Diversifying your payment options to clients and revising your payment processes can help you improve cash flow and reduce the chances of receiving late payments. This is what you can do.
I run a small marketing firm. I use QuickBooks as my online invoicing software. It offers a feature where I can get paid the next day for a client’s electronic payment by ACH, instead of waiting for it to clear.
Some of my clients have been sending their checks to pay me very late recently, and sometimes I’m extremely short of funds, to the point where there is almost no money in my business bank account.
I’ve been paying for business expenses on a credit card in those cases, but I had a late payment two months ago and my interest rate shot up to about 24 percent.
Is it worthwhile to use the next-day payment feature when I’m short on cash? – Jamie
Cash flow is the lifeblood of any business, so if you get into a serious cash crunch, I would take advantage of the next day payment option. QuickBooks charges a fee of 1 percent of a payment, up to a maximum of $10, so we’re not talking about an exorbitant sum of money to get some peace of mind.
It’s not great to spend money on fees when you don’t have to, but every business needs to have some money in the bank. Relying on a high interest credit card isn’t a good way to deal with cash flow challenges, except in a real emergency. It can be very hard to pay down debt when you’re paying a steep interest rate.
How to ease payment friction and increase cash flow
I’d do three things in your situation. First, take a look at your accounts receivable to see which clients are late on paying you. Touch base with them to remind them the payment is due.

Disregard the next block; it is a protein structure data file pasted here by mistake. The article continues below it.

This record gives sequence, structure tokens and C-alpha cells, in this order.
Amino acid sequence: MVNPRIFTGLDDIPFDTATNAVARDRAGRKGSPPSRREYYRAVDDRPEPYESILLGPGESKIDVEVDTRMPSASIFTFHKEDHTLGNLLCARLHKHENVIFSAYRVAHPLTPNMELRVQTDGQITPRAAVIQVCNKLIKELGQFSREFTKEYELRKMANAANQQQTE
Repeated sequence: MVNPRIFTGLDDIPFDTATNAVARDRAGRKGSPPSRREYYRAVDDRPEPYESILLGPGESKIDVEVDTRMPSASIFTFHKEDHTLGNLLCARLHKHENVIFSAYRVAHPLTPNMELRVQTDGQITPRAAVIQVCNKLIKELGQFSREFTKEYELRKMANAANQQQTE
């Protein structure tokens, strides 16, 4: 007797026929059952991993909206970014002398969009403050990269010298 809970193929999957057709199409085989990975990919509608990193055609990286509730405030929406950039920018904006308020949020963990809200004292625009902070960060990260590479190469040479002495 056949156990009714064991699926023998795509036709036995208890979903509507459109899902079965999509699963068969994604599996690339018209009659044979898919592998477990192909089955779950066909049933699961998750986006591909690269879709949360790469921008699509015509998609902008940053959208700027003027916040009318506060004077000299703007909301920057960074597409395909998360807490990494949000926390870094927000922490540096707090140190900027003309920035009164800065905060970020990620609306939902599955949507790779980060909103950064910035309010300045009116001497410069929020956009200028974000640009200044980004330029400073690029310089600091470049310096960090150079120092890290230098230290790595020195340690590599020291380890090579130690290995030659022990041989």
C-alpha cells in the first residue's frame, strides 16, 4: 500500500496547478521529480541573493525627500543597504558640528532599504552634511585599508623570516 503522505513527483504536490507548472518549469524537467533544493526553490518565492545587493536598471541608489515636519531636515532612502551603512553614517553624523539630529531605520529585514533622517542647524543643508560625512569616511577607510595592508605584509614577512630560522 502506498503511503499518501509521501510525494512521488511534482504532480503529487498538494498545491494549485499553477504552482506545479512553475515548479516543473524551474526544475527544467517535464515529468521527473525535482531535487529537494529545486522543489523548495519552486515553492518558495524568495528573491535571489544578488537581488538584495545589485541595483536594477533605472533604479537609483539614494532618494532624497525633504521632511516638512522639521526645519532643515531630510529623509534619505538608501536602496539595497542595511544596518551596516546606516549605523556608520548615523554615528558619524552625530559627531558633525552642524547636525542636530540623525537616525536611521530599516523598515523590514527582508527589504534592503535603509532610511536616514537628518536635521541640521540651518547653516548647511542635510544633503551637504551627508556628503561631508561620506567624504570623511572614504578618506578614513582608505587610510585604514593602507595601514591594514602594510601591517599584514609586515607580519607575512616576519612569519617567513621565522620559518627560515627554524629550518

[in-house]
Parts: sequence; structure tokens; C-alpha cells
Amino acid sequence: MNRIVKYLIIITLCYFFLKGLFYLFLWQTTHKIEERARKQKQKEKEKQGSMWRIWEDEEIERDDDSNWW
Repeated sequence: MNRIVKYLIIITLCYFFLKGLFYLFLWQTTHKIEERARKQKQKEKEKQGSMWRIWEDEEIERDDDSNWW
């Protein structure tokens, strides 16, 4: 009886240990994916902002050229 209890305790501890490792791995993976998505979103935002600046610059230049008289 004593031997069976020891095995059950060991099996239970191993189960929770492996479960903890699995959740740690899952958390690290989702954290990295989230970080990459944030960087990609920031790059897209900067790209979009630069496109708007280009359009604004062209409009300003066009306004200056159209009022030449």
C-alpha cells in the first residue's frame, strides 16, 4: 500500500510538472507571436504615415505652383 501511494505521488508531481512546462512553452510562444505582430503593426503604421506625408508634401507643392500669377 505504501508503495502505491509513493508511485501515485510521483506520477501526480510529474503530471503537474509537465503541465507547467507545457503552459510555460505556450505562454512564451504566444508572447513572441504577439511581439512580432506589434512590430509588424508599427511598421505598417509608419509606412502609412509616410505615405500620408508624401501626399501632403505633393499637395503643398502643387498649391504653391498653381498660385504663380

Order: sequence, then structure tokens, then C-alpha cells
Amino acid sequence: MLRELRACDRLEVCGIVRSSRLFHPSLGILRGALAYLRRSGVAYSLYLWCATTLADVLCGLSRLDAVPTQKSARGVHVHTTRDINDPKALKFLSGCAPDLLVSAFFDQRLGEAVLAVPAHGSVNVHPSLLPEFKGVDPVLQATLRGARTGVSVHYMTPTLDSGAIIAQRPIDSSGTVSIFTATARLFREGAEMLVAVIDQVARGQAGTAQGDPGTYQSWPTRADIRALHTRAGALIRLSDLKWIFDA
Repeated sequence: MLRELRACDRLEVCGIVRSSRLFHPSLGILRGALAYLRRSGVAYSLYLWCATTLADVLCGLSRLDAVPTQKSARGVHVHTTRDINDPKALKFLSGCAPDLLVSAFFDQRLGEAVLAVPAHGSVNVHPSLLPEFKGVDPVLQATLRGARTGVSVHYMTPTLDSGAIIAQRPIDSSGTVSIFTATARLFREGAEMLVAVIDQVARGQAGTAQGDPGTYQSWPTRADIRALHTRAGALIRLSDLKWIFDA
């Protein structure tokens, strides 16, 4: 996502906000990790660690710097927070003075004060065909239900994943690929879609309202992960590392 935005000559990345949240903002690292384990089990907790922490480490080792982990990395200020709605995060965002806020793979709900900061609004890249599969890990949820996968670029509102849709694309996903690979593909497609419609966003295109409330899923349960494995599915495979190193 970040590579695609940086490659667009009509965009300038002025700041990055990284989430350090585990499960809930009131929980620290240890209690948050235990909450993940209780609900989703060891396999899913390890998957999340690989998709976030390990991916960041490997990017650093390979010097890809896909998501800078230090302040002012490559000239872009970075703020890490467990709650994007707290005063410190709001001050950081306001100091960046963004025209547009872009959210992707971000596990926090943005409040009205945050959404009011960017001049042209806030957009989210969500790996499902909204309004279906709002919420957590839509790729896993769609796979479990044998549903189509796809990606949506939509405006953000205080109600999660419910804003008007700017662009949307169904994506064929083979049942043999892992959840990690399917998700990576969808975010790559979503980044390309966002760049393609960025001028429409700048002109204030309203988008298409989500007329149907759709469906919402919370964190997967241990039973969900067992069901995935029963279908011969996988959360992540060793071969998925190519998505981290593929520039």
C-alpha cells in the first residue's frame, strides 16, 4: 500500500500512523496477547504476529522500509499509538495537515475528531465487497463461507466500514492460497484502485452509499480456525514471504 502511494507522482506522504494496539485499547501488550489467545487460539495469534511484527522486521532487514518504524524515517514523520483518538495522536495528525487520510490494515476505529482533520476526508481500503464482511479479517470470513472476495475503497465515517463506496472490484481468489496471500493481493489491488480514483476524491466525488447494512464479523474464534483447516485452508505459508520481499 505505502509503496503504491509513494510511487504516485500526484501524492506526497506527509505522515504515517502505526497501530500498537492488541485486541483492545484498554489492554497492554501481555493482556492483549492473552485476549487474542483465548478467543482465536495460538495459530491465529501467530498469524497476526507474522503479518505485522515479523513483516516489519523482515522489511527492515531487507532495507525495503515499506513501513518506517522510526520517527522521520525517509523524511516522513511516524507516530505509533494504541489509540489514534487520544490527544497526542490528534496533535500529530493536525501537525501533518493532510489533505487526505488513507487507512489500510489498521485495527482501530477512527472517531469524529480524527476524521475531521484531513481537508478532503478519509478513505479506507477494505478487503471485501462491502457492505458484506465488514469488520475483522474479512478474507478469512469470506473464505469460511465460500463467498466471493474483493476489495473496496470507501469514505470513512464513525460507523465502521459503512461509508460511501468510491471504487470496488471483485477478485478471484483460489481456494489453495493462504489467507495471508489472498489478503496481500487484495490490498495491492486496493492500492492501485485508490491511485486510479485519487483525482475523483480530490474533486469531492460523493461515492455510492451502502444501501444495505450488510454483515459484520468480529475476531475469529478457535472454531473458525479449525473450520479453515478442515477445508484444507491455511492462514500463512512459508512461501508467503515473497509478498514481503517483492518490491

Sometimes offering late payers a credit card or ACH payment option is all it takes to get them to pay. You can do this by checking the appropriate boxes on QuickBooks and sending the invoice electronically.
Clients sometimes delay sending out checks because of the hassle factor involved. By asking if they would prefer an electronic option, you may be able to speed up some of the payments owed to you.
How to lower the cost of using cards for business expenses
Second, call your credit card company and see if it will lower your rate, so you are not overpaying when you need to use it. Sometimes, all you need to do is ask.
If your late payment was a one-time occurrence and you’ve been a customer for a while, the credit card company may be wiling to cut you a break.
If you’ve received any zero-percent balance transfer options, it would not hurt to mention them when you call, to see if the credit card company can match them.
Know all your payment process options
Third, I would familiarize yourself with the next-day ACH payment feature. If any electronic payments do come in during a cash crunch but haven’t hit the bank when you need the money, you may want to consider using this service.
Many entrepreneurs underestimate the toll that cash flow challenges have on their stress levels and peace of mind.
Knowing you have money in the bank will allow you to function at your best and make decisions from a position of strength – rather than from financial panic.
Going forward, I’d reexamine your payment processes.
Is there a way to ask clients for a deposit up front so you don’t have to finance every project? It sounds like that’s what you are doing now.
If you’re charging a retainer, ask if it is possible for clients to automate your payments. If you can’t find clients who will pay you up front, make sure you are invoicing the first day a project is completed, so if they pay on a 30-day cycle, you’re truly only waiting 30 days and not 45 because you waited 15 days to invoice.
The more predictable your cash flow is, the lower your stress levels and the better you’ll be able to serve your customers.